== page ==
Decorate Your Living Space with Wallpaper: Tips from Sharon Halpin of Fruition Design
Image by Terry Guscott / Styling by Heather Cameron
No longer just for grannies: This wallpaper will make your living space stylish
Forget boring old paint. Wallpaper is back and it's anything but old-school
Sharon Halpin of Fruition Design suggests ways to dress up your space with inventive colour, patterns and textures that add personality and warmth in a way no mere coat of paint could.
Dark and Exotic
"Animal prints, stripes, damask, black-and-white … never go out of style when used appropriately. High-impact and visually appealing, these patterns are perfect for those neglected little spaces in your home," says Halpin.
How to use it: "I would love to see an unexpected zebra or leopard print on all four walls in a powder room to add a little pizzazz to a space. The powder room is a space where you can be a little bolder and more playful, so using a strong pattern like the Marcel Wanders Suzanne as a feature wall, with the remaining walls in a black-and-white stripe would be fantastic. Both patterns are traditional in nature and the co-ordinating colour scheme allows them to blend rather than clash."
"As a designer, I am constantly searching for new and inventive ways to infuse personality, depth and texture into a space. One of my go-to ways to achieve this lofty goal is the introduction of wallpaper," says Halpin.
Pale, with Personality
"Like black and white, neutral tones never go out of style,” says Halpin. Subtle hues, hits of silver and un-expected patterns like leopard print make these new neutraals anything but boring.
How to use it: Halpin’s pick for adding some warmth to a kitchen nook: the Eastern Expressions wallcovering with raffia overlay. "The Gossamer Collection for a feature wall in a master bedroom would be divine.”
Designer note: "Master bedrooms should be restful and relaxing, but far from boring. These neutral tone-on-tone patterns can bring your walls, bedding and carpets together to create a cozy retreat."
"The ornate patterns of these wallpapers are a throwback to years gone by and add a touch of elegance to any wall," says Halpin.
How to use it: "The entryway is the first impression given by your home. I love these patterns for a foyer," says Halpin. “The Flock wallpaper adds a depth with the raised velvet against a backdrop of warm silver. The metallic background of the Wallquest adds a hint of glamour to the walls. Adding curtains and upholstery in the same pattern or colour can create a wow factor with a playful scale.”
"Wallpaper seems to be one of those products that has saturated our memories of the grandparents’ home and the inability to move a crookedly hung picture for fear of exposing the faded flock wallpaper that every uncle has tried to remove – and failed," says Halpin.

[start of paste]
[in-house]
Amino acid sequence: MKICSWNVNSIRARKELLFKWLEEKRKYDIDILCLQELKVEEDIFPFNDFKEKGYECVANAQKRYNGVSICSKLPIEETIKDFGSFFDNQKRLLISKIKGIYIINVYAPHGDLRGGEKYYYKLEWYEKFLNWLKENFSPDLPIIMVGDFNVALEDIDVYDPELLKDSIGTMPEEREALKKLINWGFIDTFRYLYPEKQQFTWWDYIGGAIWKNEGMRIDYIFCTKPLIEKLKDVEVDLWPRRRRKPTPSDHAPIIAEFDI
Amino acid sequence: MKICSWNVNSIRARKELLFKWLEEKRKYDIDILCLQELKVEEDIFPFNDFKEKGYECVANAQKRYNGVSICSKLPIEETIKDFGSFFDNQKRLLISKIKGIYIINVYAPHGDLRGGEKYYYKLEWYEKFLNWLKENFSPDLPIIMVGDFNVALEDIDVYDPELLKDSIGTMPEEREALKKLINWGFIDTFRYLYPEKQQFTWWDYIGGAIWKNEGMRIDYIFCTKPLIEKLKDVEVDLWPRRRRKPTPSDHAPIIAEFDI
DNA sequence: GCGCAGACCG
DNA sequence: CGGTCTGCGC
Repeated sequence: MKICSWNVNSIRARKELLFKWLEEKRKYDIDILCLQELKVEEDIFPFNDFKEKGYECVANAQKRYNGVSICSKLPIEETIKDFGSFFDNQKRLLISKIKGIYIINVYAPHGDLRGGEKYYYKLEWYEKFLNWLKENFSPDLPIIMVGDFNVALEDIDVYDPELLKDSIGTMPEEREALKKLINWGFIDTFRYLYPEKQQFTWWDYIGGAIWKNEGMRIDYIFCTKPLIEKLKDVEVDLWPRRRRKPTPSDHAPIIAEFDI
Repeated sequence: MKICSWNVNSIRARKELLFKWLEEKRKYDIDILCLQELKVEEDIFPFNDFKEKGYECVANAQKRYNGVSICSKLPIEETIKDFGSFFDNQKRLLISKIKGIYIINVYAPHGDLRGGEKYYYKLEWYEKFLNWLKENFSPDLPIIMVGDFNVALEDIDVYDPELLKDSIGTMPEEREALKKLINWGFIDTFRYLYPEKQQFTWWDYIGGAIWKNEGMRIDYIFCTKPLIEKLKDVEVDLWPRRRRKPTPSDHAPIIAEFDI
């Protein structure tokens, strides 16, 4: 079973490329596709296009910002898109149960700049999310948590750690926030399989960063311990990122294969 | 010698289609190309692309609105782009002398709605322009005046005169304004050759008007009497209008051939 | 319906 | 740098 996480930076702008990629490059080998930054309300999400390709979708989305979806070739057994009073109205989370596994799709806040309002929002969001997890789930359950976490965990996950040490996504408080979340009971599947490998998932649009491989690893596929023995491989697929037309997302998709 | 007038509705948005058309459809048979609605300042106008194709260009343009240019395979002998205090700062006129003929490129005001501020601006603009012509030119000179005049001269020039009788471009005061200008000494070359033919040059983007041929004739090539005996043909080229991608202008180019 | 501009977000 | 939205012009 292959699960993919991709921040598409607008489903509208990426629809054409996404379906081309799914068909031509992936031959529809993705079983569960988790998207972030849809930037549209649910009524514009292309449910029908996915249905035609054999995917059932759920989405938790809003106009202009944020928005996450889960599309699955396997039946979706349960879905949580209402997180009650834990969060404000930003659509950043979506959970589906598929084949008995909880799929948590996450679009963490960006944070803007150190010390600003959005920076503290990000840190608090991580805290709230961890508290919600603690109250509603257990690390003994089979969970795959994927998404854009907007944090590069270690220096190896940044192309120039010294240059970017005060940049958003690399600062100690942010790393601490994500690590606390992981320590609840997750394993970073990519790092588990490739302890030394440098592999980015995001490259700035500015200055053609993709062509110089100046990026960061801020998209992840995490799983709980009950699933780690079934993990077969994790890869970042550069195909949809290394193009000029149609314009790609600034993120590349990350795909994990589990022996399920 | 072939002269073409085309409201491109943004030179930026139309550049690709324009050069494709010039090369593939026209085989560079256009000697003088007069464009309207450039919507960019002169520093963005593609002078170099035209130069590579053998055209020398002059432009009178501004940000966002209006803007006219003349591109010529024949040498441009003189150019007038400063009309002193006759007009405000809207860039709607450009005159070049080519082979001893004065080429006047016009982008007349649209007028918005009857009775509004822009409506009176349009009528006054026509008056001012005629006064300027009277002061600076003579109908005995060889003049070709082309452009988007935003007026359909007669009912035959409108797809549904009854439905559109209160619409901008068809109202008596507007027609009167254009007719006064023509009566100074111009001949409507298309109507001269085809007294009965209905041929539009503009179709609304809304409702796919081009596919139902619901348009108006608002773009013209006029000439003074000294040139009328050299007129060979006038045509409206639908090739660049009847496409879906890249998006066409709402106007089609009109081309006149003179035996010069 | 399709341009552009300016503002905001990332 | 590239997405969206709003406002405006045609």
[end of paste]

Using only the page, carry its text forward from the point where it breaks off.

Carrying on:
Designer note: "When using wallpaper, remember to maintain a theme and flow throughout your home. Think about what you want your home to say about you and your personality."
The Not-So-Secret Garden
"Not your grandmother’s wallpaper!" Halpin exclaims. “The larger size and scale of the patterns, and the bolder and stronger colours make these wallpapers more modern. Overall, a fresh take on an old favourite.”
How to use it: The trick to using any floral or pattern with a strength of colour is to use it as a backdrop to neutral furnishings. Have a cream sofa and a boring carpet? Add Beauty with tones of purple, turquoise and citronella and instantly brighten and freshen your space.
"I admit, the merest suggestion of wallpaper renders even the most savvy of clients slightly suspicious of my design motives," says Halpin.
Designer note: "A more traditional pattern can be used to soften the often colder edges of contemporary furnishings and add an unexpected element of interest to any room."
Nouveau Riche Reds and Pinks
"Fashion-inspired reds and fuchsias are bold colours that easily impart a strength of character to a room," says Halpin.
How to use it: “I love these patterns for a dining room as a way to make the room feel warmer and inviting," says Halpin. “The richness of these tones is perfect to complement the warmth of wood or the coolness of tile.”
Designer note: "When trying to make a space feel larger, a mistake is made in keeping the colours light: The opposite is actually true,” says Halpin. “Using deep, rich colour and texture gives a striking look and feel to a room that makes you forget about its size."
"Wallpapers today give you the ability to really add your own personality," says Halpin.
How to use it: “Frames is perfect for a children’s playroom or bedroom. So – gasp! – let your child draw on the wall. Superfresco paintable wallpaper lets you repaint time and time again. I love this pattern and would use it on the ceiling of an entertainment room,” says Halpin.
“Once converted to a wallpaper devotee, clients seldom go back to regular painting,” says Halpin.
Designer note: "The pattern and texture provides some insulation, rendering better quality of sound. It’s also taking a more traditional approach to wallpaper and adding a modern twist."
Off the Wall
Though wallpaper fell from favour in the past few decades, it’s all the rage now. Just ask the designers at Rollout, an award-winning Vancouver-based company that supplies custom-designed wall coverings (like this scroll pattern produced for the Joey Restaurant Group).
If you lack the creative credentials to design your own patterns, don’t worry; you can also choose from a variety of stock styles created by industry-leading illustrators, graphic artists and photographers. Custom wallpaper designs start at $1,250, making wallpaper a budget-friendly alternative to a hand-painted mural.